In Memoriam: Giselle Gault-McGee

A few days ago, NYC school principal Giselle Gault-McGee passed away after a long battle with cancer. Indomitable, fearless, and bold she was a bilingual revolutionary who helped us launch New York’s first French dual-language program at her school, P.S. 58 in Brooklyn. Below is how I portrayed her in my book, The Bilingual Revolution. She will be missed!


Giselle Gault-McGee, photographed by Jonas Cuénin

It all started in April 2006 when three tenacious mothers walked into principal Giselle McGee’s office at P.S. 58 in Brooklyn’s Carroll Gardens, hoping to convince her that a French after-school program would be a worthy addition to her school. Like these mothers, many French-speaking families in the neighborhood were looking to sustain their children’s French outside the home. Little did the French community know that Giselle would not only accept the after-school idea on the spot, but that their conversation would lead to New York’s first French dual-language program, and the avalanche of programs throughout the city that followed. The French dual-language story in New York highlights the powerful domino effect of the Bilingual Revolution. Behind the force of a committed and motivated community, dual-language programs can multiply to serve ever-growing populations of bilingual students.

The Influence of Supportive Advocates

Until the age of five, this instrumental principal Giselle was bilingual, speaking French at home with her mother and English with her father. It was only when she started Kindergarten in Staten Island that she abandoned her French skills, as none of her classmates spoke French. Giselle grew up in the 1960s, when assimilation was prioritized in recently-arrived immigrant communities. Elementary schools did not even offer foreign languages at the time, meaning that children could not build upon their home language in the classroom if they spoke a language other than English. This is how five-year-old French-speaking Giselle lost her mother tongue. It is a story all too common in the United States of decades past, and a phenomenon that recent trends in bilingual education are attempting to reverse.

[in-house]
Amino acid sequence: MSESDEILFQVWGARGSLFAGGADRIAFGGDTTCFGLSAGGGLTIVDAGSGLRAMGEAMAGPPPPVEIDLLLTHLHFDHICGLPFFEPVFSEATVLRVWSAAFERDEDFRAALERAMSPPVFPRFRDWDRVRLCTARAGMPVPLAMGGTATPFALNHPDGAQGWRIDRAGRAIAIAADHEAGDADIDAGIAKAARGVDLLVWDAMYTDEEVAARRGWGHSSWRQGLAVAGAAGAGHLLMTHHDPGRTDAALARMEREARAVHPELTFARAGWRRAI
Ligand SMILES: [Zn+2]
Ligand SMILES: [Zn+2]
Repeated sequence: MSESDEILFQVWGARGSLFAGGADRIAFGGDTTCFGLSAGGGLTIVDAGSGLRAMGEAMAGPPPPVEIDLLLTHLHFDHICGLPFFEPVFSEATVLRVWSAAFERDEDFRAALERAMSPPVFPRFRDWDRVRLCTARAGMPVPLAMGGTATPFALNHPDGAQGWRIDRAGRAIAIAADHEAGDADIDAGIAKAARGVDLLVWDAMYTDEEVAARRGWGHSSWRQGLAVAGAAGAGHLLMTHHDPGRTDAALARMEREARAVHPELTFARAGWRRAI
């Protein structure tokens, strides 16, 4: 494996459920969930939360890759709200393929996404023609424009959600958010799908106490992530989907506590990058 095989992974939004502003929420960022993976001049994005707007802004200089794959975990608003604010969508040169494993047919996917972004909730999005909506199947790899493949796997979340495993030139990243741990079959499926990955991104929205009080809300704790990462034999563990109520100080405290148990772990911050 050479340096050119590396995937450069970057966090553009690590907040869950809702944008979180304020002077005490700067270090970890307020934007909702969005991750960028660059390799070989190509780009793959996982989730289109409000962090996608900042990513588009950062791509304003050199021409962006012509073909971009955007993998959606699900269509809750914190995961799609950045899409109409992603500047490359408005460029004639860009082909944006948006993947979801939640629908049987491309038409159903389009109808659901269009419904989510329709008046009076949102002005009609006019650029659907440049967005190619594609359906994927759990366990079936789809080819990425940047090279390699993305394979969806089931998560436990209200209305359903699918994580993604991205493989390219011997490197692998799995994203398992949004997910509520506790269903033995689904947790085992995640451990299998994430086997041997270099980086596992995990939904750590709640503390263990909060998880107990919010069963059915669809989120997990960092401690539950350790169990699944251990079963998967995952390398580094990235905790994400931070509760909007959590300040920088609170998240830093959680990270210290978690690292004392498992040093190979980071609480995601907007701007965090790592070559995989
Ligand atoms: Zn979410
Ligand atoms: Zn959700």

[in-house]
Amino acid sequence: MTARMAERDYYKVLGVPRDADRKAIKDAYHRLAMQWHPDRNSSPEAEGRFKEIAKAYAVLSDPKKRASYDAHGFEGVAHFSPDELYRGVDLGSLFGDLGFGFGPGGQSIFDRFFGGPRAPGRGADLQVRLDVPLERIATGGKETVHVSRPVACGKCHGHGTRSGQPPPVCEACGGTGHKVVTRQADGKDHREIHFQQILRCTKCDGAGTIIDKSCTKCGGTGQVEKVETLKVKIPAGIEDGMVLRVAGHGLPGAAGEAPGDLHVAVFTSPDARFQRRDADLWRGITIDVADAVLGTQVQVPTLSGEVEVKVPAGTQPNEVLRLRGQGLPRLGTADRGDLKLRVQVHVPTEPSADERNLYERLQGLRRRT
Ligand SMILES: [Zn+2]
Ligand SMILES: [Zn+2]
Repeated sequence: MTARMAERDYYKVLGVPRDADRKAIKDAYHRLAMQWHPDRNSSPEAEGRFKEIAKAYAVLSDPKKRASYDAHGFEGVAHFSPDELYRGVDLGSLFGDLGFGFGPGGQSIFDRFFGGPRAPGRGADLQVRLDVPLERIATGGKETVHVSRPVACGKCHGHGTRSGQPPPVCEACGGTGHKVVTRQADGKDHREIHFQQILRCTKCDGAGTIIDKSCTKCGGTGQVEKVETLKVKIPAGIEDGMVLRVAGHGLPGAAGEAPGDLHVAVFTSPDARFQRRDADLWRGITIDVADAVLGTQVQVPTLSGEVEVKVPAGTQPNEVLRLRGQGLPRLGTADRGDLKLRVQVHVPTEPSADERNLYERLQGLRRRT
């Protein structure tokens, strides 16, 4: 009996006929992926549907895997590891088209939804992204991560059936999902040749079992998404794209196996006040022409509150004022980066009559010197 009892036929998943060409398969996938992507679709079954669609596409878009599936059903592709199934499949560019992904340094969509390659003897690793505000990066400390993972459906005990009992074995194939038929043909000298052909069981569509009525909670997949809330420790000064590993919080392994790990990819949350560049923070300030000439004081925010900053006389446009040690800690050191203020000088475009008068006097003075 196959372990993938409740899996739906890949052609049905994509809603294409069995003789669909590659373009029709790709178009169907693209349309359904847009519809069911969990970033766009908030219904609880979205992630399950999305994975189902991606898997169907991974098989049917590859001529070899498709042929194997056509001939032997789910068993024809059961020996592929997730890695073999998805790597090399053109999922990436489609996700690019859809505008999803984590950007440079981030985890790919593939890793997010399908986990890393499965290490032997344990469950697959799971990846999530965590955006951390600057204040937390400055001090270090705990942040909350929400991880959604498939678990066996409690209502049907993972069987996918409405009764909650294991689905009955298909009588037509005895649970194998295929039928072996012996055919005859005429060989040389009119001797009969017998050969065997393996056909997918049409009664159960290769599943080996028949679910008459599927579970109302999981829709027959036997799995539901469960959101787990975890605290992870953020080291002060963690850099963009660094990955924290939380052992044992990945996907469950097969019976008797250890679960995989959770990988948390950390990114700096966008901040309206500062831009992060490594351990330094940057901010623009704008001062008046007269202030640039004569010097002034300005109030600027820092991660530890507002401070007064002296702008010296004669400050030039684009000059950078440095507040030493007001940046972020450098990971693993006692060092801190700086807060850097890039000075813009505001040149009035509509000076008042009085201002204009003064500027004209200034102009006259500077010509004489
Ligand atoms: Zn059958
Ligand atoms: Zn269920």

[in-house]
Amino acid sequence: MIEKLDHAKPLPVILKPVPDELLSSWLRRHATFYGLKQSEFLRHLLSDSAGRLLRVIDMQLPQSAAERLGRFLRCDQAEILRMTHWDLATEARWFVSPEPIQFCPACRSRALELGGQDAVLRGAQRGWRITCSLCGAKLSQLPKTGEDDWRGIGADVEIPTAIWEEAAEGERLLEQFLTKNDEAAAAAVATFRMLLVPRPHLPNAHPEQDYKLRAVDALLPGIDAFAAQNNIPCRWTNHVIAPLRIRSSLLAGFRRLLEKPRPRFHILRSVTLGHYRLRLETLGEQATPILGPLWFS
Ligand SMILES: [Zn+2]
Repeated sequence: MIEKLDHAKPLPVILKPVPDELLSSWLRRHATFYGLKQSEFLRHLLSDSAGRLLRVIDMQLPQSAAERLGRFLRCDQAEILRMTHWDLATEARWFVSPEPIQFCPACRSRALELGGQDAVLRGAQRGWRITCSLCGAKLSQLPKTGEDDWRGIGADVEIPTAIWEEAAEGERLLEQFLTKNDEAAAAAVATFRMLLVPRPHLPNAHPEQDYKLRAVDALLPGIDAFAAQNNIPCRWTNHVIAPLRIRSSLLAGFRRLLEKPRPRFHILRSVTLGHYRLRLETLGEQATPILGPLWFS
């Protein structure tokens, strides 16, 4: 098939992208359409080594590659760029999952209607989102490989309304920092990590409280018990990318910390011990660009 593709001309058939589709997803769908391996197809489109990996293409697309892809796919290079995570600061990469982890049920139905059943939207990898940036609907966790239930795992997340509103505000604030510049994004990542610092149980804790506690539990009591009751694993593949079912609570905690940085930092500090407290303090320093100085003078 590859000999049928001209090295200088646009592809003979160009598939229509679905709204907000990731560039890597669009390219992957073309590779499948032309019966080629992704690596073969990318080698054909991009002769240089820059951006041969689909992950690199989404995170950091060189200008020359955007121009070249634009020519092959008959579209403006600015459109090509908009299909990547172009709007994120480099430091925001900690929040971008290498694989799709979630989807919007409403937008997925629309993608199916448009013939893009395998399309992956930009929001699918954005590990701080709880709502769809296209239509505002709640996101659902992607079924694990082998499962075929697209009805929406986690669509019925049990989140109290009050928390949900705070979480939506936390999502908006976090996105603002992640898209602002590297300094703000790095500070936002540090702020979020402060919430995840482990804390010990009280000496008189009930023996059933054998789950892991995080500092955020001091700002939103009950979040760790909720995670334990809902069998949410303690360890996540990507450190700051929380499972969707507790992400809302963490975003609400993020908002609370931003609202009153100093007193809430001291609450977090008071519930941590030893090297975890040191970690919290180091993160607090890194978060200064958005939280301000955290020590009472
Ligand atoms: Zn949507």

With her own story in mind, Giselle enthusiastically inaugurated the French dual-language program at P.S. 58 in 2007. The positive encounter between the three mothers—Catherine Poisson, Anne-Laure Fayard, and Mary-Powel Thomas—and their committed principal paved the way for numerous groups to replicate their efforts. Following the lead of this original group, new parents organized themselves into a critical mass—receiving the support and commitment of key community stakeholders and school administrators. This movement led to the creation of dozens of French bilingual programs throughout New York City, as well as in several other cities across the United States, over the last ten years. The ongoing success of P.S. 58’s program encouraged new waves of parents to approach schools with French dual-language proposals, ready to do whatever it takes to bring bilingual education to their local neighborhoods. To this day, educators and researchers in the U.S. and abroad point to this particular program as a shining example of the power of dual-language programs in the 21st century.

As other communities in the city began to hear of P.S. 58’s success, a growing synergy emerged between several organizations. These included the Cultural Services of the French Embassy, several non-profit and philanthropic organizations, local French-language news magazines, and Education en Français à New York, a volunteer-based organization whose mission is to provide French offerings in neighborhood public schools. This dynamic collaboration facilitated the multiplication of the number of French dual-language programs in New York in a remarkably short period of time. It planted the seeds for the original bilingual revolution in New York City in what would come to be known as the “French Bilingual Revolution.”

Excerpted from The Bilingual Revolution: The Future of Education is in Two Languages (pp 49-50)

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